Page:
Two mothers queue with their children during the vaccination campaign in Bossangoa.
The group that came to Bossangoa is a relatively large one. Apart from myself and other UNICEF colleagues from the Bangui office, three journalists and a photographer from France – accompanied by a colleague from the French National Committee – have also joined the convoy. Their purpose is to witness part of the vaccination campaign that will be carried out in and around the village in the next few days, which is supported by UNICEF with partners.
Bossangoa has a total of 50.000 inhabitants and very little infrastructure. Due to years of conflict, most houses have been destroyed and essential basic services are lacking, including health. Issues such as HIV/AIDS, malaria and waterborne diseases are ongoing threats as well as malnutrition and polio. Maternal mortality in the area is a growing problem and most health clinics in the Ouham prefecture lack trained staff and sufficient medical doctors. “Just to give you an example, 80% of people who come to help women during labour in this province are not trained to do so, which of course increases the risk of complications and jeopardizes the well-being of the mother and the baby,” explains Pierre Signi, UNICEF's Chief of Health who also joined the delegation to Bossangoa.
After waking up quite early in the morning we went to the main health clinic in the village, where the vaccination campaign was taking place. Mothers from other communities in the area walked several kilometres to participate and make sure their children are immunized against polio, hepatitis B and tetanus – among other diseases.
I wasn’t sure what a vaccination campaign in Africa would look like but what I saw today certainly surprised me. Since seven in the morning, women were dancing and chanting outside the clinic and making sure their voices and messages were heard. As the hours passed, more people started to arrive and soon enough it was difficult to move around. Quite a party I must say.
A street play started just before ten in the morning and simulated a child being immunized. More singing and dancing followed and I found myself completely involved by the sound of the drums and the energy coming from these women’s voices. After an hour or so, mothers and their children started queuing for the vaccines and forming a unique block of colourful clothes and hopeful eyes that truly inspired me.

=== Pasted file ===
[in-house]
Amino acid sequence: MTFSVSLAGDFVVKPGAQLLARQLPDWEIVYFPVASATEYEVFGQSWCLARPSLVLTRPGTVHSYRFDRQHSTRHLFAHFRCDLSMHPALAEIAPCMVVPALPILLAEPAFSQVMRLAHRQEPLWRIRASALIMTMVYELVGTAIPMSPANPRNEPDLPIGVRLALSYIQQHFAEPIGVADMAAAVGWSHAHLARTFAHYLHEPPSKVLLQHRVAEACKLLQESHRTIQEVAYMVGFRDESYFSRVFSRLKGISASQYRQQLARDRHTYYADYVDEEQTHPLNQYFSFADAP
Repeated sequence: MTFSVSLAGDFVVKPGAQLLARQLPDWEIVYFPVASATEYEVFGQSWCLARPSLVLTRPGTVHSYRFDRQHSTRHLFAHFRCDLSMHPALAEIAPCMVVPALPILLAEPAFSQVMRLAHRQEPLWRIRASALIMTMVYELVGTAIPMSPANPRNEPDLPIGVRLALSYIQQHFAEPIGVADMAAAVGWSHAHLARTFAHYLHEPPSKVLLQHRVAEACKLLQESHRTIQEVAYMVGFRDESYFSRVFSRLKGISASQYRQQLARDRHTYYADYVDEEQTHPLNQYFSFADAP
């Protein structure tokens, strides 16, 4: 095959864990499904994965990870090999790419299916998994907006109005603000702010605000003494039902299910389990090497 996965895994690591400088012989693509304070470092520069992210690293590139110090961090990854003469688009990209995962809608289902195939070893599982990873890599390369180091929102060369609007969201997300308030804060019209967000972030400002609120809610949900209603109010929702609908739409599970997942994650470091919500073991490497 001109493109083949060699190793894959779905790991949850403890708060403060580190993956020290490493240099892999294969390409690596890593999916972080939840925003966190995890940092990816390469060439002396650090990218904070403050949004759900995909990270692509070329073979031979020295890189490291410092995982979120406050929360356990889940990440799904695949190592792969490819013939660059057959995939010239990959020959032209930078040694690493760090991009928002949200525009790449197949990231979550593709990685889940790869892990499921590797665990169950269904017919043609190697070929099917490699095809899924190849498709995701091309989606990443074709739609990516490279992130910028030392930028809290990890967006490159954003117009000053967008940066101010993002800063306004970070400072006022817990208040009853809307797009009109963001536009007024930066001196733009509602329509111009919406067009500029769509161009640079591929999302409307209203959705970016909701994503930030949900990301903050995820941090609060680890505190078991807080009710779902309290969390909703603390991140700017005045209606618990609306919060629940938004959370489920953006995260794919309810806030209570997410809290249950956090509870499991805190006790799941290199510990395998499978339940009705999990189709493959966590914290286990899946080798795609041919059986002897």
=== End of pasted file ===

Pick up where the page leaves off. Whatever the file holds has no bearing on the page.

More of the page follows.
12-year-old Ornela Biro holds her brother’s vaccination card in her mouth during the campaign in Bossangoa.
While I attentively observed these events, a girl caught my attention in the midst of a multitude of faces. She was holding a vaccination card in her mouth and was looking at me with suspicion. Since I was completely immersed in the amazing atmosphere, I decided to try and communicate with her. With the help of our UNICEF colleague Anicet Damado, who is a local and speaks Sango, I managed to get her name and a bit of her story.
“I came from a faraway village to vaccinate my brother against polio. He is only one year old and I want him to be healthy and alive. I would walk even more if I had to because his health is more important than my feet,” said 12-year-old Ornela Biro. Her objectivity and truthfulness are something I will carry from this mission.
In the late afternoon, we returned to the guest-house downtown in Bossangoa to have dinner and talk about the successful events of the day. Everyone was pleased with how involved and participative the communities were and there was an overall sense of hope hovering in the air. However, one thriving event doesn’t erase the reality of the Central African Republic, where infant mortality rates are currently at 112 per 1,000 births.
As we finished our meal, one of our UNICEF colleagues from the township sparked into the living room to alert us that a woman was going into labour in the maternity ward, at the same health clinic where we witnessed hundreds of children being vaccinated earlier on. As we arrived, the doctor was trying to take the baby out but couldn’t manage, since he was not in the right position.The mother, 39-year-old Nicole Dongomboye, from Boro, a neighbouring village, was clearly in pain. After some effort, the little baby boy came out to the world only to breathe for a couple of minutes. Since the labour was so complicated, the baby needed additional oxygen, which couldn’t be provided by the clinic. After trying to save the boy’s life with emergency interventions, the doctor said he didn’t make it.
Reality check took its toll on us again and what so far had been a happy day ended in pure sadness and an overall feeling of helplessness. On my true first day in the Central African Republic, my mind and heart went through such a cocktail of emotions that, quite frankly, I can’t really put into words.